Graham Rickson
March 2016

Bach's Well-tempered Clavier wasn't the first major musical work designed to demonstrate the advantages of an equitable, scientific approach to intonation. Vincenzo Galilei's Libro d'intavolature di liuto was published in 1584, a hefty collection of pieces composed for lute, some of which demonstrate the instrument's capability to transpose pieces to any pitch of the well-tempered scale. Galilei was a polymath who approached the study of music with scientific zeal, and his best-known son was the astronomer Galileo. The technical difficulties involved in playing these pieces have led some academics to suggest that Galilei's intentions were purely theoretical. So hats off to lutenist Žak Ozmo for making this music sound so approachable and entertaining, despite his describing the digital dexterity required by his left hand as 'not for the faint-hearted.'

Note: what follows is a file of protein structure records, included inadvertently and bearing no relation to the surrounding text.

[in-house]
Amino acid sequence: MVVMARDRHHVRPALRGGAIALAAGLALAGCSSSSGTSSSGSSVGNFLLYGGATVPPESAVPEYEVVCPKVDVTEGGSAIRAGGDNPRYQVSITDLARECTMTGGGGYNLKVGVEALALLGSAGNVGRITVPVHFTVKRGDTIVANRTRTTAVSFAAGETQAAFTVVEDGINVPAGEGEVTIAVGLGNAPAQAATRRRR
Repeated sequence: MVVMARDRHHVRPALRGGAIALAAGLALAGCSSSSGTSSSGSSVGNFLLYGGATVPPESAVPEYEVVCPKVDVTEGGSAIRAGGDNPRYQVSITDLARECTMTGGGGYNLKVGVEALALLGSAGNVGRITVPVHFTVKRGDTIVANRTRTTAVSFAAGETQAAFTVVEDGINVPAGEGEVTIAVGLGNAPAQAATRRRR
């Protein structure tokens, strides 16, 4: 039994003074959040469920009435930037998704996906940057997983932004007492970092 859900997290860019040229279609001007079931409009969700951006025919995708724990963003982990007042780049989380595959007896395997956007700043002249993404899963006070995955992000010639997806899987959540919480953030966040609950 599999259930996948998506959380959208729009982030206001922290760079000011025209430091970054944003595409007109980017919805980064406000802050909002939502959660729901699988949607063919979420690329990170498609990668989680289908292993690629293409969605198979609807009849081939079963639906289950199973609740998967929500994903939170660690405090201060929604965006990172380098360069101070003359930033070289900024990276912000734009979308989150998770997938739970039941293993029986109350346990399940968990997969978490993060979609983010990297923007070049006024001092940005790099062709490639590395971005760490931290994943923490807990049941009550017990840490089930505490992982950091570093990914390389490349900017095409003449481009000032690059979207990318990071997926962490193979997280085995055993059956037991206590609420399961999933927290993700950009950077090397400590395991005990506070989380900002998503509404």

Nominally these pieces are dances, and Ozmo's selection covers the first four steps of the chromatic scale. After the first section's final Romanesca moderna, there's a delicious semitonal shift upwards as we move from a bright G major to crepuscular Ab minor. It feels like a candle's been snuffed out, though warmth returns with a delightful Salterello. Ozmo's playing is remarkable, and there are moments when it's hard to believe he's not been overdubbed. As in the Passamezzo moderno from Tone III, the rapid treble passagework immaculately coordinated with a stately bass line. An hour of Renaissance lute music might seem a hard sell, but this is an enchanting, approachable disc. Ozmo's sleeve note makes for a good read, and the cover art is attractive.